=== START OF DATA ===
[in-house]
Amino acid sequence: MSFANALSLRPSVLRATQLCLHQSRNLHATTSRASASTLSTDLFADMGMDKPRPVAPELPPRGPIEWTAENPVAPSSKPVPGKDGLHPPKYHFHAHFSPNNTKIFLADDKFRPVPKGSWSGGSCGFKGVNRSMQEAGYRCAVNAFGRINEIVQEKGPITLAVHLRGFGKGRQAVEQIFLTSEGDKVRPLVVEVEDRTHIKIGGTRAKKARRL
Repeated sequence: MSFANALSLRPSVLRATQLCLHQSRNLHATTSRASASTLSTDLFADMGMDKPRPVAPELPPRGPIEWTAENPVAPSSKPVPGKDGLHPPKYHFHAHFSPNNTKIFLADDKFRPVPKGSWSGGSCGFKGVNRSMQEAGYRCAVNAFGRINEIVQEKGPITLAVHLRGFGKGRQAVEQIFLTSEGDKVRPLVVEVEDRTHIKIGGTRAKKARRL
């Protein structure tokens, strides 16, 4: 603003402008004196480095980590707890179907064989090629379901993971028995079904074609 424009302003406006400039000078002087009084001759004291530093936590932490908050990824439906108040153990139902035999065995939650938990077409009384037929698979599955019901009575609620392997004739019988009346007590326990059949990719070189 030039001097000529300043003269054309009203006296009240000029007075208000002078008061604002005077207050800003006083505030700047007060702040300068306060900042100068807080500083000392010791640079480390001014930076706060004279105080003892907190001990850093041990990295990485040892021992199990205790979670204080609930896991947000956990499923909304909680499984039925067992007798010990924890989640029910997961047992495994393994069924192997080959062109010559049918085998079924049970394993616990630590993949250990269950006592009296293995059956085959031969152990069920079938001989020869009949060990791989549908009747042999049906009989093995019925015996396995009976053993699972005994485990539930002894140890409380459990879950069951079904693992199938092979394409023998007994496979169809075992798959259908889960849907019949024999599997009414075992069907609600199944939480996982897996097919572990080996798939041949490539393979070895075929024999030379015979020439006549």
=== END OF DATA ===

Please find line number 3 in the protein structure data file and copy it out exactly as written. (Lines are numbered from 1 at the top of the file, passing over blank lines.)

Repeated sequence: MSFANALSLRPSVLRATQLCLHQSRNLHATTSRASASTLSTDLFADMGMDKPRPVAPELPPRGPIEWTAENPVAPSSKPVPGKDGLHPPKYHFHAHFSPNNTKIFLADDKFRPVPKGSWSGGSCGFKGVNRSMQEAGYRCAVNAFGRINEIVQEKGPITLAVHLRGFGKGRQAVEQIFLTSEGDKVRPLVVEVEDRTHIKIGGTRAKKARRL